Wednesday 21 October 2020

Trying to pray

Speaking with a number of people, both parishioners and other friends, I have been struck by how more than a few have said how difficult it was to pray during the time of lock-down. Quite a few admitted that they had thought that with nothing much else to do, there would have been ample time and scope to pray more, but as the days and weeks progressed, they had felt less and less inclined to pray at all. Most had found this inability to spend time comfortably with the Lord distressing. Why was this, they asked. It’s not an easy question, because, as with most things in life and in matters of faith, one size does not fit all. Each climbs to heaven by his or her particular stairway. Although we travel together as God’s people, this journey of faith is essentially deeply personal.

‘Prayer is the raising up of the heart and mind to God’, as the old Catechism assured us. I always rather liked the late Cardinal Hume’s tweaking of this classic definition of prayer, as ‘trying to raise our hearts and minds to God.’ This seems to express our common experience rather better.

For some of us, prayer is a matter of the Morning Offering and an Our Father, Hail Mary and Glory be before bed, with aspirations and other occasional prayers thrown heavenward, during our busy day. Faced with more ‘free’ time to fill, we are left wondering what on earth to say. The time we have mentally put aside for extra prayer, yawns ahead, empty and uninviting. We cast around for ideas, which are soon exhausted and give up in disgust, defeated.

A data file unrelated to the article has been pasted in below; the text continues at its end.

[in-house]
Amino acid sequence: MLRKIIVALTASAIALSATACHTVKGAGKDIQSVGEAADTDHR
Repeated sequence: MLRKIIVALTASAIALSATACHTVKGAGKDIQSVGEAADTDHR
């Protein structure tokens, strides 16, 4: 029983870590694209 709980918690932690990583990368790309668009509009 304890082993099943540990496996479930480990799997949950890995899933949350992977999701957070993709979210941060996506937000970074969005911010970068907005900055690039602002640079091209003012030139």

So, what do we do? Should there be another lock-down, how can we try to avoid too much floundering in prayer? Well, maybe we can’t, not completely, though we might remember something St Catherine of Siena said: ‘the art of prayer is that there is no art,’ and ‘every time and place is a time and a place for prayer.’ Of course, prayer in front of the Blessed Sacrament is undoubtedly the best place to pray, but if we are unable to get to a church, then we should find a quiet place and make, so to speak, our domestic oratory there.

St Francis de Sales advised those who found prayer impossible: ‘if you can’t pray, then pray.’ It may not seem very satisfactory, but it is still talking to the Lord who doesn’t require us to be raconteurs, regaling Him with stories and lengthy explanations about the situations and people for whom we are trying to offer some sort of prayer. He knows all we need and desire before we ask, but, all the same, He does like to be asked.

The key is perseverance. We must keep in mind the One with whom we are wanting to be in conversation. We must desire God. Only then, will we persevere in our efforts to pray. Remember Robert Bruce and his spider!

There will always be dryness, distractions and fatigue, but by putting one foot in front of the other, so to speak, we can keep going and shall find the Lord, who seems so elusive, as if playing hide-and-seek with us, but who does, I believe, wish to be found.

Meanwhile, plan to pray and make time to do so. Don’t look for results or try to manufacture emotions. Ultimately, prayer is a discipline and jolly hard work, but as all the saints, living and dead, know, it is well worth the effort. So, let’s keep trying to pray, no matter how badly we may feel we do it, and rather than praying for ourselves, let’s continue to pray for one another.